At twelve Eric was angry and unhappy, brilliant intellectually and creatively but with no drive to accomplish anything. His mother was killed in a car accident, leaving his father to spend more time at home, but there was distance there--as there was between him and his sister. He didn't understand why he was having problems, or even that he was having them. His teachers tried to correct him but he was resistant. He spent hours in his room writing confused, angry, and otherwise distraught journal entries that he never intended to let anyone else ever see.


the whole story, pt. 1

Nicole was born a beautiful baby girl in a hospital in Seattle to a working-class family, the third child in a family of four. She was quiet and slept a lot, a welcome change from her older brothers, and was very intelligent and curious in a few years, well-loved by a busy, growing Lake City family that was struggling to get by. Her father worked at Genie; her mother worked at Seattle Central Community College's library, but was thinking of quitting to take care of her children full time.

Exactly two years before, Eric was born in Portland, Oregon, who was loud and mercurial--just as prone to throwing a fit as to being utterly pleased with what was going on. He was problematic and tiring on his parents. He was the younger of two children, and his father worked business and was seldom home, while his mother provided legal consultation for the poor. His mother was frequently tired.


state line

It's amazing the little details you can remember. Crossing the state line in my beat up stationwagon, realizing I'd made a wrong turn, driving there just once, and I remember it perfectly. Little things, little details--"let's get gas here," and then it's walking and looking at this place I'd only been to for ten minutes before, like it's my childhood home. Memories flooding back.

When I was a kid I always imagined the state line was something real, like you could actually see it--and I remember her hand pointing at this row of lights, the only night we were there. "That's the state line." And it was. That was that little stretch of road in Idaho I'd driven down before I realized I'd made a wrong turn. It wasn't far from the weird triangular intersection on the highway, which wasn't far from the little remote cul-de-sac where she lived.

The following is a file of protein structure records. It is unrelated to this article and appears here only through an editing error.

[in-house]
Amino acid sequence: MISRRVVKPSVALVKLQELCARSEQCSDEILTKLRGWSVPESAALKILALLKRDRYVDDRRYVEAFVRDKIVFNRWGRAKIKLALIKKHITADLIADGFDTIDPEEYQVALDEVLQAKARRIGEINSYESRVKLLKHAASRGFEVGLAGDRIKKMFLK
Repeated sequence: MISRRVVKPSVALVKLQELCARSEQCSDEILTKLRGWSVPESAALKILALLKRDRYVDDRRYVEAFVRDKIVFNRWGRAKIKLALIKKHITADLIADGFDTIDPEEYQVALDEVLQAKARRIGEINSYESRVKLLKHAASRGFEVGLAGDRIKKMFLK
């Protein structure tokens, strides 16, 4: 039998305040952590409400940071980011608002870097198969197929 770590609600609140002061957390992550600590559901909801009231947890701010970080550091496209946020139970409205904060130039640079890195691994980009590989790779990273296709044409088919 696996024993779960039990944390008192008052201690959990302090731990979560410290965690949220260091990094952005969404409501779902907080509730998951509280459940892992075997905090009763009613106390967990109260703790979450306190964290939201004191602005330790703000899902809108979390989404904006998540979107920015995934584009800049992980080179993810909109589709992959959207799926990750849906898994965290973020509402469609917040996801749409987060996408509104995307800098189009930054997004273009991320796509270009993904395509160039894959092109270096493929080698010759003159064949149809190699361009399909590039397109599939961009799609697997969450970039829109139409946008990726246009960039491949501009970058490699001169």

That was years ago, before I took my pilgrimage back, driving a new car, wearing new clothes, older, wiser. Before I went back I found a place where I could see that little row of lights, where she'd first shown me something I thought I'd only imagined.



Ever since watching a video of the rioting in London I've been uneasy. Everything I knew, or thought I did, about people just seems to be wrong--and not just society, not just the recession. Little things. Quiet comments by my friends that make me wonder if there's something unraveling there, and then when we're out for drinks laughing and acting like there isn't anything going wrong.

Then it's "so how are you?" and I say "oh, pretty good." I say "never better." I say "how are you?" Deflect, deny, and then I watch them talk and wonder if they always seemed this nervous, this ill at ease. Maybe that's just me. Maybe I'm projecting. Maybe there's nothing wrong.

Then I'm home and it's quiet and the sun is coming up and I collapse on my bed and listen to the birds and wonder if they always sounded so repetitive and so fake. I read the letter from my brother again and can't help but feel like it sounds sinister, like the last letter he'd ever write. I'm picturing his voice, the same not-quite-ironic tone he always uses, and it sounds wrong.

The next day I'm downtown and it's raining while a peaceful protest turns ugly and I'm caught in the crossfire and throwing a brick through the window of a building I never even knew existed, and later on, when I've run away to a friend's house to lick my wounds, I stare at the empty fireplace, and wonder when the world started burning.


what's your name?

She sits down next to me at the bar, looking rough--like she's just been running her hands through her hair and doing everything short of screaming or crying. She's looking at me sidelong, so I say "Hey," noncommittal.

"Hi there," she says, and asks me my name.

I tell her "Uh, Mason," because I'm never sure how to answer that question, and she says her name--I've forgotten it by now--and says I have an interesting name. She wants to know if there's a story behind it. I tell her. It's rote by now. It's just my last name, I say. I explain when I started getting called that. The nuances behind it. Who still calls me by my first name. How it's made a resurgence in time. How I'm never quite sure what to tell people my name is. I don't say how I sometimes wonder if I even know what it is.

Then I think, Jesus, it takes me a lengthy several minutes of extrapolation and backstory to tell someone my name. I tell a light joke and smile, and she stops zoning out long enough to say "That's interesting," even though it isn't.